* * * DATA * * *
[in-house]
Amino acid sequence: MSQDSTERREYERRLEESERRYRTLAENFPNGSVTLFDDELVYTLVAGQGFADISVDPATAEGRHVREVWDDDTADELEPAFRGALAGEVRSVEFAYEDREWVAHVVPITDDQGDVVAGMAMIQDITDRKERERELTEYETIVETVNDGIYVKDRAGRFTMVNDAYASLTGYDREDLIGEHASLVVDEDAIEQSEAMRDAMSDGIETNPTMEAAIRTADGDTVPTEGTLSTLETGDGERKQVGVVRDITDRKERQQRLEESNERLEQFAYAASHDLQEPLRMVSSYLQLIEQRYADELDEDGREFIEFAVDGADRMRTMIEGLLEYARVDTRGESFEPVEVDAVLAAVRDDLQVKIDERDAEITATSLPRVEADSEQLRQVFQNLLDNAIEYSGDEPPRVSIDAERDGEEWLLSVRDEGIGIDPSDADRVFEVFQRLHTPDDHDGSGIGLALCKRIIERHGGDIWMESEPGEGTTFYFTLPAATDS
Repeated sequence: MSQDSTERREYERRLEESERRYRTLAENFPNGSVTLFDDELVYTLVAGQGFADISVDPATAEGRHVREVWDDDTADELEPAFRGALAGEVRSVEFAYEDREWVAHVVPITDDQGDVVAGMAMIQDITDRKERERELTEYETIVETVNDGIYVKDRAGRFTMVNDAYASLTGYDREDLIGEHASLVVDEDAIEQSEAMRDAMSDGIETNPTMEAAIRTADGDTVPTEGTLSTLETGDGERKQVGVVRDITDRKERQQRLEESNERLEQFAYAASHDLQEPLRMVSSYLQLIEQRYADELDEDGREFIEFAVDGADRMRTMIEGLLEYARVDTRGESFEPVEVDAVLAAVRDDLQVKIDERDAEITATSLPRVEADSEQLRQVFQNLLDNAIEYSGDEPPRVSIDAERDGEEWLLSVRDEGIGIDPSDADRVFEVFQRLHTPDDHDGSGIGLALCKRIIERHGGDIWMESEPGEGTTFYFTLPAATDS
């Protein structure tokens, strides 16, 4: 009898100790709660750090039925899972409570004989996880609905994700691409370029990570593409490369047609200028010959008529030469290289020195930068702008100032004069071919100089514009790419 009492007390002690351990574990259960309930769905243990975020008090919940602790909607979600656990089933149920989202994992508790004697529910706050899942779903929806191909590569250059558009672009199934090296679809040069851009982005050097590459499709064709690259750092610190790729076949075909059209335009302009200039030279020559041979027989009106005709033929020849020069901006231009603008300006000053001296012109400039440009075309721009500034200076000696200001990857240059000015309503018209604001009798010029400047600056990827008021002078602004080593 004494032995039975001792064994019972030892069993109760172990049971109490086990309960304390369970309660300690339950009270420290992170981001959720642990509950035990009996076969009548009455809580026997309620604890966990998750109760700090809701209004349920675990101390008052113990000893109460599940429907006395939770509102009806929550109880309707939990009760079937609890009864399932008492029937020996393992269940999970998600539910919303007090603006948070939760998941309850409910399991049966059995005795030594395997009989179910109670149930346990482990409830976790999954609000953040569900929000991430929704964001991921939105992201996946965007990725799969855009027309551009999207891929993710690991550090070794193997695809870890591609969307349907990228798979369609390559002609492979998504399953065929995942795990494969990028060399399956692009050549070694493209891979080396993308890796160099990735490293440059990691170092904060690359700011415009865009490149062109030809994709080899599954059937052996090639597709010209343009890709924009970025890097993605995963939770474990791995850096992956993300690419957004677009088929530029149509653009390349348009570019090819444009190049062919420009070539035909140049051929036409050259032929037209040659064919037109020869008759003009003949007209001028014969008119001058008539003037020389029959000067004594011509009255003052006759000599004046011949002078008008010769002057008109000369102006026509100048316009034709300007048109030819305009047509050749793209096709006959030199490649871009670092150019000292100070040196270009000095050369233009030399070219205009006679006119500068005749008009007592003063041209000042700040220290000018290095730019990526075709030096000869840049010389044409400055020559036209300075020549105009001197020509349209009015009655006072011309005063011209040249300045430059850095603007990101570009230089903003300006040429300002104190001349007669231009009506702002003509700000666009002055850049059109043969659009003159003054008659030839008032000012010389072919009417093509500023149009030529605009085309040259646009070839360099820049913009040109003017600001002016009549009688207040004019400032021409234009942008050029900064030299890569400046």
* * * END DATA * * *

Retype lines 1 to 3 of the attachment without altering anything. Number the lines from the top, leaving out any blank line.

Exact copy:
[in-house]
Amino acid sequence: MSQDSTERREYERRLEESERRYRTLAENFPNGSVTLFDDELVYTLVAGQGFADISVDPATAEGRHVREVWDDDTADELEPAFRGALAGEVRSVEFAYEDREWVAHVVPITDDQGDVVAGMAMIQDITDRKERERELTEYETIVETVNDGIYVKDRAGRFTMVNDAYASLTGYDREDLIGEHASLVVDEDAIEQSEAMRDAMSDGIETNPTMEAAIRTADGDTVPTEGTLSTLETGDGERKQVGVVRDITDRKERQQRLEESNERLEQFAYAASHDLQEPLRMVSSYLQLIEQRYADELDEDGREFIEFAVDGADRMRTMIEGLLEYARVDTRGESFEPVEVDAVLAAVRDDLQVKIDERDAEITATSLPRVEADSEQLRQVFQNLLDNAIEYSGDEPPRVSIDAERDGEEWLLSVRDEGIGIDPSDADRVFEVFQRLHTPDDHDGSGIGLALCKRIIERHGGDIWMESEPGEGTTFYFTLPAATDS
Repeated sequence: MSQDSTERREYERRLEESERRYRTLAENFPNGSVTLFDDELVYTLVAGQGFADISVDPATAEGRHVREVWDDDTADELEPAFRGALAGEVRSVEFAYEDREWVAHVVPITDDQGDVVAGMAMIQDITDRKERERELTEYETIVETVNDGIYVKDRAGRFTMVNDAYASLTGYDREDLIGEHASLVVDEDAIEQSEAMRDAMSDGIETNPTMEAAIRTADGDTVPTEGTLSTLETGDGERKQVGVVRDITDRKERQQRLEESNERLEQFAYAASHDLQEPLRMVSSYLQLIEQRYADELDEDGREFIEFAVDGADRMRTMIEGLLEYARVDTRGESFEPVEVDAVLAAVRDDLQVKIDERDAEITATSLPRVEADSEQLRQVFQNLLDNAIEYSGDEPPRVSIDAERDGEEWLLSVRDEGIGIDPSDADRVFEVFQRLHTPDDHDGSGIGLALCKRIIERHGGDIWMESEPGEGTTFYFTLPAATDS